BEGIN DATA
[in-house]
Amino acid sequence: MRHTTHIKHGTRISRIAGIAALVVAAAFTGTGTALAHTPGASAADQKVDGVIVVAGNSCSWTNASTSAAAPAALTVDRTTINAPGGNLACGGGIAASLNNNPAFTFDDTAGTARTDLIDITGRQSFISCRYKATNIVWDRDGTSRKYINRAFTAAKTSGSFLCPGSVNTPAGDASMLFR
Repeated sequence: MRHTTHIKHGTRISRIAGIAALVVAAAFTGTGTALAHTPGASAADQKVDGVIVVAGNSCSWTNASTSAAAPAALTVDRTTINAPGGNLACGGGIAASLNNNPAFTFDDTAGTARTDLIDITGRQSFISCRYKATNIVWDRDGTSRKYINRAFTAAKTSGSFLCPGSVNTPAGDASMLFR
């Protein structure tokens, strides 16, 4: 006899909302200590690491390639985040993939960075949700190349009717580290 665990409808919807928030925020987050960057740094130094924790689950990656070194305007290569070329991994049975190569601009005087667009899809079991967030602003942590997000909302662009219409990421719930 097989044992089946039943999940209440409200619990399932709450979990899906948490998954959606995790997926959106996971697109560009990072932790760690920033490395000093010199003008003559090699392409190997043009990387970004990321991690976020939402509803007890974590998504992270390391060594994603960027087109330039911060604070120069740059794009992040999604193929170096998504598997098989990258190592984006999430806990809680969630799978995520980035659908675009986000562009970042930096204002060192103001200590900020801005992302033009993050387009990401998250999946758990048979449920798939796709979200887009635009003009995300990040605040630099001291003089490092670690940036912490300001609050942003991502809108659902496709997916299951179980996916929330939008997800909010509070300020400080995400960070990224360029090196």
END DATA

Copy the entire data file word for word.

[in-house]
Amino acid sequence: MRHTTHIKHGTRISRIAGIAALVVAAAFTGTGTALAHTPGASAADQKVDGVIVVAGNSCSWTNASTSAAAPAALTVDRTTINAPGGNLACGGGIAASLNNNPAFTFDDTAGTARTDLIDITGRQSFISCRYKATNIVWDRDGTSRKYINRAFTAAKTSGSFLCPGSVNTPAGDASMLFR
Repeated sequence: MRHTTHIKHGTRISRIAGIAALVVAAAFTGTGTALAHTPGASAADQKVDGVIVVAGNSCSWTNASTSAAAPAALTVDRTTINAPGGNLACGGGIAASLNNNPAFTFDDTAGTARTDLIDITGRQSFISCRYKATNIVWDRDGTSRKYINRAFTAAKTSGSFLCPGSVNTPAGDASMLFR
């Protein structure tokens, strides 16, 4: 006899909302200590690491390639985040993939960075949700190349009717580290 665990409808919807928030925020987050960057740094130094924790689950990656070194305007290569070329991994049975190569601009005087667009899809079991967030602003942590997000909302662009219409990421719930 097989044992089946039943999940209440409200619990399932709450979990899906948490998954959606995790997926959106996971697109560009990072932790760690920033490395000093010199003008003559090699392409190997043009990387970004990321991690976020939402509803007890974590998504992270390391060594994603960027087109330039911060604070120069740059794009992040999604193929170096998504598997098989990258190592984006999430806990809680969630799978995520980035659908675009986000562009970042930096204002060192103001200590900020801005992302033009993050387009990401998250999946758990048979449920798939796709979200887009635009003009995300990040605040630099001291003089490092670690940036912490300001609050942003991502809108659902496709997916299951179980996916929330939008997800909010509070300020400080995400960070990224360029090196």